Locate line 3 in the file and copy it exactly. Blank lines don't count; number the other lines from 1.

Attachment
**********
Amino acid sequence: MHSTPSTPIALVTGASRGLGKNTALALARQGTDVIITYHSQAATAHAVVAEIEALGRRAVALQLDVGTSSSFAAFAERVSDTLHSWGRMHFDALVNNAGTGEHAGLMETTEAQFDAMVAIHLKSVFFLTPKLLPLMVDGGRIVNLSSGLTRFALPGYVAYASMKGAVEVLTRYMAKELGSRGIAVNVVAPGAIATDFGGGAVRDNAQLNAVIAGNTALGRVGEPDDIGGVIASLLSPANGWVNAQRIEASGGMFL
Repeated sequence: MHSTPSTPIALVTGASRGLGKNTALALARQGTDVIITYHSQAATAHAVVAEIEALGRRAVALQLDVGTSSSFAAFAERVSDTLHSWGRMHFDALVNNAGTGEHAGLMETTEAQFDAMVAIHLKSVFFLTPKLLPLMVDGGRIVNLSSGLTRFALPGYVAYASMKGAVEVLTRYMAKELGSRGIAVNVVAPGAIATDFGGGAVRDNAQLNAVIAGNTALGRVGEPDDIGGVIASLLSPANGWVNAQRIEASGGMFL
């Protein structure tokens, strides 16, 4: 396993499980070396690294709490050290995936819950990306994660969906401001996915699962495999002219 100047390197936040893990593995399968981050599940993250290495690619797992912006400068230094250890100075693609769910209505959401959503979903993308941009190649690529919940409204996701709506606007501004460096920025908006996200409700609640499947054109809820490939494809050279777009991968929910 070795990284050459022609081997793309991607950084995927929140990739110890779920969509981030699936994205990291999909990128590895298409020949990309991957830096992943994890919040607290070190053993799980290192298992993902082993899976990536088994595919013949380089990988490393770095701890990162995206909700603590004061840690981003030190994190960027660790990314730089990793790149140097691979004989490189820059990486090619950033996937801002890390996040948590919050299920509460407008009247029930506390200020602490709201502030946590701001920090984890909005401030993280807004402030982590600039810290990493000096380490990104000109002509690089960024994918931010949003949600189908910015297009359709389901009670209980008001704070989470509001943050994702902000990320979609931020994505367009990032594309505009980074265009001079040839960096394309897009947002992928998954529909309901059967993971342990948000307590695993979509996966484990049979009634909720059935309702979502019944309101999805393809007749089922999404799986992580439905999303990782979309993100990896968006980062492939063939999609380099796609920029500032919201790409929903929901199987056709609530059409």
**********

């Protein structure tokens, strides 16, 4: 396993499980070396690294709490050290995936819950990306994660969906401001996915699962495999002219 100047390197936040893990593995399968981050599940993250290495690619797992912006400068230094250890100075693609769910209505959401959503979903993308941009190649690529919940409204996701709506606007501004460096920025908006996200409700609640499947054109809820490939494809050279777009991968929910 070795990284050459022609081997793309991607950084995927929140990739110890779920969509981030699936994205990291999909990128590895298409020949990309991957830096992943994890919040607290070190053993799980290192298992993902082993899976990536088994595919013949380089990988490393770095701890990162995206909700603590004061840690981003030190994190960027660790990314730089990793790149140097691979004989490189820059990486090619950033996937801002890390996040948590919050299920509460407008009247029930506390200020602490709201502030946590701001920090984890909005401030993280807004402030982590600039810290990493000096380490990104000109002509690089960024994918931010949003949600189908910015297009359709389901009670209980008001704070989470509001943050994702902000990320979609931020994505367009990032594309505009980074265009001079040839960096394309897009947002992928998954529909309901059967993971342990948000307590695993979509996966484990049979009634909720059935309702979502019944309101999805393809007749089922999404799986992580439905999303990782979309993100990896968006980062492939063939999609380099796609920029500032919201790409929903929901199987056709609530059409």